In this preferred embodiment, the magnetic beads 355 fed into the first connecting portion 307 and the end of the first main flow passage 327 on the side of the first connecting portion 307, or into the second connecting portion 310 and the end of the first main flow passage 327 on the side of the second connecting portion 310 are caught by a gas-liquid interface level between gas and sample in the first connecting portion 307 or by a gas-liquid interface level between gas and sample in the second connecting portion 310, since the sample 352 is dammed by the first connecting portion 307 and second connecting portion 310 so as not to be discharged to the second main flow passage 328, third main flow passage 330, first external environment communication passage 331 and second external environment communication passage 332 before the polymer solutions 353 and 354 are fed into the second main flow passage 328 and third main flow passage 330. Even if the polymer solutions 353 and 354 are thus filled in the second main flow passage 328 and third main flow passage 330 to carry out electrophoresis after the first main flow passage 327 is filled with the sample 352, the diffusing speed of the magnetic beads 355 toward the second main flow passage 328 is far slower than the moving speed of the analyzing objects due to electrophoresis, so that accurate analysis is not prevented.

Sixth Preferred Embodiment

FIGS. 17A and 17B show the sixth preferred embodiment of a fluid handling apparatus 301 according to the present invention. Furthermore, with respect to the fluid handling apparatus 301 in this preferred embodiment, the same reference numbers are given to the same structural portions as those of the fluid handling apparatus 301 in the above described fourth preferred embodiment to omit the duplicate descriptions thereof.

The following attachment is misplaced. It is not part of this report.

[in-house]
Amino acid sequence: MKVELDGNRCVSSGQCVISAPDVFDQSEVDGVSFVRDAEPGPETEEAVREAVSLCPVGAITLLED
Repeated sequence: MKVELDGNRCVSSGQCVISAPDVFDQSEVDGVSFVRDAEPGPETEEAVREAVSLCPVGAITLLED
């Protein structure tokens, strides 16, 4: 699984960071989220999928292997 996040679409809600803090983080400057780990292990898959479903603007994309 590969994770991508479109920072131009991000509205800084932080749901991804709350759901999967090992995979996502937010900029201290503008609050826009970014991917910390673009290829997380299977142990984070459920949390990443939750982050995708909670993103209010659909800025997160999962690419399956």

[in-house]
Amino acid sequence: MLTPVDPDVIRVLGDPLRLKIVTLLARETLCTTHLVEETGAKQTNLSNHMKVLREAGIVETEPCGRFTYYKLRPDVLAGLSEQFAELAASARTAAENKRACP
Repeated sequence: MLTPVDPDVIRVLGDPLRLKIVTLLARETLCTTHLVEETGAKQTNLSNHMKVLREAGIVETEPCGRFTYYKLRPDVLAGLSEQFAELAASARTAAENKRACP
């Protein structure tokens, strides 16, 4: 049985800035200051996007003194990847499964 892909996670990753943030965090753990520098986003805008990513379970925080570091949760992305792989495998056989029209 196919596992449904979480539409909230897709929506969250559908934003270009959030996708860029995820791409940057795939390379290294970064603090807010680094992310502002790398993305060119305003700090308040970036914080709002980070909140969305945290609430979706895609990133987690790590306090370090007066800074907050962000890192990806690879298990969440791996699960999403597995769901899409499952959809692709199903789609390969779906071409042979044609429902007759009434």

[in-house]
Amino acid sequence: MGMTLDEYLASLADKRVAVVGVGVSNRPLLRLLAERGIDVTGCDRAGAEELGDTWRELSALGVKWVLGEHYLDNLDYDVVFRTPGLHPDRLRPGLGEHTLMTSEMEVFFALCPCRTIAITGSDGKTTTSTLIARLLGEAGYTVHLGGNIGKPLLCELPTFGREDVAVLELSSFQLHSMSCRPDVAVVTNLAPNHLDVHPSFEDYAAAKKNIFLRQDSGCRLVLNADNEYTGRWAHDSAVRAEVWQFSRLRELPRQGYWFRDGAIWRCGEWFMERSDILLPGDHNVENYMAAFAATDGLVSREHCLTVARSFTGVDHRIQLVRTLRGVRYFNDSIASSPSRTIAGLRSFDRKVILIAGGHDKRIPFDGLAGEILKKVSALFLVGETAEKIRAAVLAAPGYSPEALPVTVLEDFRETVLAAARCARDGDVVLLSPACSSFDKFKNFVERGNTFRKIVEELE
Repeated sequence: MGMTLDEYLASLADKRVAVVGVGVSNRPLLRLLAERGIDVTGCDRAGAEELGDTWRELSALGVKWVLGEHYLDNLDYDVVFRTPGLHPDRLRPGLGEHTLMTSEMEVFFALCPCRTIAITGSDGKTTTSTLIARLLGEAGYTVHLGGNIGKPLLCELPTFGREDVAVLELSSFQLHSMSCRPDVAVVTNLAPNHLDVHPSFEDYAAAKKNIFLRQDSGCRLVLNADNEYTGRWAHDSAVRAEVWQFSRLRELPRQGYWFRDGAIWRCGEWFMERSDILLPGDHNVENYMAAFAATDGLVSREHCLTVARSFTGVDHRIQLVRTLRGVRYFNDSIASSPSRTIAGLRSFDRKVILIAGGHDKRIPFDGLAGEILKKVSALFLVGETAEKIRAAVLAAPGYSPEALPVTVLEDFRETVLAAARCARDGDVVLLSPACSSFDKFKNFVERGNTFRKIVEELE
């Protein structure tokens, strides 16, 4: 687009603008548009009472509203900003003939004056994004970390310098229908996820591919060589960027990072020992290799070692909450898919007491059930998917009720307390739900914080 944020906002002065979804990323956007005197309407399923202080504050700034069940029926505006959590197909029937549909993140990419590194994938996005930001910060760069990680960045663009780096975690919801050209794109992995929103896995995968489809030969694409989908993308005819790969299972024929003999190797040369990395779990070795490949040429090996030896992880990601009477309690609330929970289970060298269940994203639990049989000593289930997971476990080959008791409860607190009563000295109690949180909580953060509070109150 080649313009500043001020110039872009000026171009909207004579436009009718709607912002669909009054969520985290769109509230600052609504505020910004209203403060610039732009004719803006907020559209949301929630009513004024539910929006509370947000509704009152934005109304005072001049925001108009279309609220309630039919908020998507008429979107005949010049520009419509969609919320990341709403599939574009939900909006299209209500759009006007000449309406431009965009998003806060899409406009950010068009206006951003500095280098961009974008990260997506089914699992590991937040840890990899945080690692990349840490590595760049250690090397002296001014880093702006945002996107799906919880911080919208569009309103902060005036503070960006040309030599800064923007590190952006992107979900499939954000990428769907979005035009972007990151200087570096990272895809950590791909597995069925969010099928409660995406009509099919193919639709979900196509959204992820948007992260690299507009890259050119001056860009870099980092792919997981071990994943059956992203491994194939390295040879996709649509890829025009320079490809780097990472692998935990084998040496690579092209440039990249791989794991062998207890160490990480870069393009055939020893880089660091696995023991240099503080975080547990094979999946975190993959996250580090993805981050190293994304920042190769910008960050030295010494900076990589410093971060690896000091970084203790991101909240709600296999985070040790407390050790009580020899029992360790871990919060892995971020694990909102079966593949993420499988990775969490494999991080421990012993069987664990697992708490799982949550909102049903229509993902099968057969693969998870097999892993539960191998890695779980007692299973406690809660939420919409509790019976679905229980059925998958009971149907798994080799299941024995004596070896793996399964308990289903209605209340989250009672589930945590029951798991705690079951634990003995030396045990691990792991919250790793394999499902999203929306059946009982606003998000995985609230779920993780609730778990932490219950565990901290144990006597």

In the fluid handling apparatus 301 in this preferred embodiment, the first and second connecting portions 307 and 310 are different from the first and second connecting portions 307 and 310 in the above described fourth and fifth preferred embodiments.

That is, as shown in FIGS. 17A and 17B, in the first and second connecting portions 307 and 310 of the fluid handling apparatus 301 in this preferred embodiment, the width of each of the first through sixth sub-flow passages 341 through 346 in directions of the width of the first member 302 (in directions perpendicular to the longitudinal directions of the first main flow passage 327 in the plan view) is decreased without decreasing the width of each of the first through sixth sub-flow passages 341 through 346 in the thickness directions of the first member 302, although the width of each of the first through sixth sub-flow passages 341 through 346 is decreased in the thickness directions of the first member 302 in the first and second connecting portions 307 and 310 in the above described fourth and fifth preferred embodiments.

In the fluid handling apparatus 301 in this preferred embodiment with such a construction, the first and second connecting portions 307 and 310 have the same liquid trapping effect as that of the first and second connecting portions 307 and 310 in the above described fourth and fifth preferred embodiments (i.e., the function of stopping a fluid at the open end of a flow passage having a small cross-sectional area to a flow passage having an abruptly enlarged cross-sectional area when the fluid flows from the flow passage having the small cross-sectional area toward the flow passage having the abruptly enlarged cross-sectional area).